Describing product properties
To describe a product, the starting point is to describe its properties.
Product properties can be divided in three groups depending on their importance for the customer:
- Obligatory properties are the properties that the product must have in order to be at all considered as a relevant alternative. These are the properties that should always be included in the functional unit. Example: A beverage container must not leak.
- Positioning properties are those considered attractive by the customer and which may therefore position the product more favourably with the customer, relative to other products with the same obligatory properties. Example: A beverage container may be more or less easy to handle or have a desirable design.
- Market-irrelevant properties that do not play a role in determining the customer’s preferences. Example: A (refillable) beverage container may be more or less easy to clean.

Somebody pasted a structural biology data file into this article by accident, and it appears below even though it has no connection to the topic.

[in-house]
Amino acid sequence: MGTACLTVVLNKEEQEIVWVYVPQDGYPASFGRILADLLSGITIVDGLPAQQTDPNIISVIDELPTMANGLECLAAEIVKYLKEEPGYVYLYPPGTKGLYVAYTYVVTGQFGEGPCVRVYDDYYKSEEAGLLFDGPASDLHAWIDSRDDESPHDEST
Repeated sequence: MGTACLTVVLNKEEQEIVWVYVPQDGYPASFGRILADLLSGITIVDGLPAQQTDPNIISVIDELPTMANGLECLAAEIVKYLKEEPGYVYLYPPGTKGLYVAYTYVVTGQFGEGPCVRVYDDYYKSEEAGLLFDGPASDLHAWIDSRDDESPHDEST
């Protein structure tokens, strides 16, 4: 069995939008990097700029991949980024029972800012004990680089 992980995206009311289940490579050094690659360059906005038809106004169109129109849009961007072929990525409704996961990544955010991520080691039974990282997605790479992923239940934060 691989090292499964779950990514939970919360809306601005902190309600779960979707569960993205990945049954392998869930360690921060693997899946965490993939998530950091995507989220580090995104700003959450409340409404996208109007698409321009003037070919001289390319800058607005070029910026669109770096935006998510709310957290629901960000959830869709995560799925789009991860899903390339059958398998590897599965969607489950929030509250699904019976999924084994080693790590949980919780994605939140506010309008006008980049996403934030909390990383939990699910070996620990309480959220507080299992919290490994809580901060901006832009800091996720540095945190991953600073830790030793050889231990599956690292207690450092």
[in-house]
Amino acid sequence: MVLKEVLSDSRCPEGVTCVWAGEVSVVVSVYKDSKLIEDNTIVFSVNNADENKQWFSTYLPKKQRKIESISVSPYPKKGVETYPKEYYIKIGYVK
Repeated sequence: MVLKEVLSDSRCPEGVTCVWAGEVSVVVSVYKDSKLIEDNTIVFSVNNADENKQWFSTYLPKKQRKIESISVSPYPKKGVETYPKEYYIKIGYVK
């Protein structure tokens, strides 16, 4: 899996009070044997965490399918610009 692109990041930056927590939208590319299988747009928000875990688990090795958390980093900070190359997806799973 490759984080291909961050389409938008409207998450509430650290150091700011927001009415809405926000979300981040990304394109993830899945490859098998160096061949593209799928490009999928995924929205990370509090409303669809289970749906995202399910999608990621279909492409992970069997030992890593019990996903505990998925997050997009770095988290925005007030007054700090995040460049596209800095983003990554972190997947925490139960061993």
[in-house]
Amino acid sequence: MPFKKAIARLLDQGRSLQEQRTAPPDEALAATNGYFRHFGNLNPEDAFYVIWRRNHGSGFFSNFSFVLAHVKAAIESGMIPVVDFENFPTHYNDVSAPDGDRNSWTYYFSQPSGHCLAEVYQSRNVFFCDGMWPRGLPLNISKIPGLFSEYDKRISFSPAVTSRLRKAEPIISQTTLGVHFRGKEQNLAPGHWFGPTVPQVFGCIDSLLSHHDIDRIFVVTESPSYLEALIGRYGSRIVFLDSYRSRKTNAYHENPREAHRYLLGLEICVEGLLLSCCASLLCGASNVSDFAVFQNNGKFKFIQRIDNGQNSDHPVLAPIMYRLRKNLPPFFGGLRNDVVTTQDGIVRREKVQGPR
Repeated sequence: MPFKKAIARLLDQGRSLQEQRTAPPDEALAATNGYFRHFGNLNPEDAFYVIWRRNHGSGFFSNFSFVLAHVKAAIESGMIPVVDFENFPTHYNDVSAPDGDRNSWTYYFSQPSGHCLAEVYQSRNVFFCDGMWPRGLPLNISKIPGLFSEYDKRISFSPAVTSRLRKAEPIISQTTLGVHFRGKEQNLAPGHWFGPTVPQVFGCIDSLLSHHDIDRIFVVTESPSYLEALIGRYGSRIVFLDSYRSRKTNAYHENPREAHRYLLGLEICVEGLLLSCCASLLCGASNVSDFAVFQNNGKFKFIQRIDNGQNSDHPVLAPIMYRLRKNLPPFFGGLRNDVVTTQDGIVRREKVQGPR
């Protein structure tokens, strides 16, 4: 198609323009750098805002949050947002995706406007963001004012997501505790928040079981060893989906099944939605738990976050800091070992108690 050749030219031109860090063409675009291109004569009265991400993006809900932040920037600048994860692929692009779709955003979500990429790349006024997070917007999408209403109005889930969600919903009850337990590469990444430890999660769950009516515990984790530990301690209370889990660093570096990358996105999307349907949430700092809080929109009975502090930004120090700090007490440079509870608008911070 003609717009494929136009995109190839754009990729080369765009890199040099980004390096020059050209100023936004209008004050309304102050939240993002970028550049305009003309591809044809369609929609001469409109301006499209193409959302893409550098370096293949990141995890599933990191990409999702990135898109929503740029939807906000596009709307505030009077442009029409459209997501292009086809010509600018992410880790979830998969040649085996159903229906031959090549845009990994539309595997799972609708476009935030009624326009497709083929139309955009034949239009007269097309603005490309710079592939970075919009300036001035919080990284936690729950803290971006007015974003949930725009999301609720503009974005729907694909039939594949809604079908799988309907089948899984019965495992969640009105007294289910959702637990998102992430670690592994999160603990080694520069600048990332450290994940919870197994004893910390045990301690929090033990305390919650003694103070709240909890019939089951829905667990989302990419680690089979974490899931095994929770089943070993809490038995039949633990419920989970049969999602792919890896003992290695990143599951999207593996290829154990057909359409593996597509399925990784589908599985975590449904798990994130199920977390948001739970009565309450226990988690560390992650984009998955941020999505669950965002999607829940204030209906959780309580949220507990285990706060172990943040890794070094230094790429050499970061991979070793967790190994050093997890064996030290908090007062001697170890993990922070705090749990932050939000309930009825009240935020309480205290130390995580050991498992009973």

Properties that are positioning properties for the majority of customers in a market segment can in fact become obligatory for other costumers in a so-called niche market. Niche costumers do not allow substitutions between products from different niches in the same market segment. Long life of batteries is an example of a positioning property in the general market for batteries, which has become an obligatory property for an identifiable group of niche consumers that put high value on avoiding frequent battery replacements.
Both positioning and market-irrelevant properties may be of importance for the reference flows and thereby for the environmental impact of the product system.
- Further theory on analysis of product properties Considering product properties such as: Functionality, aesthetics, image, technical quality, additional services, costs and specific environmental properties.
- Product properties of a computer workstation chair An example on defining properties of a computer workstation chair.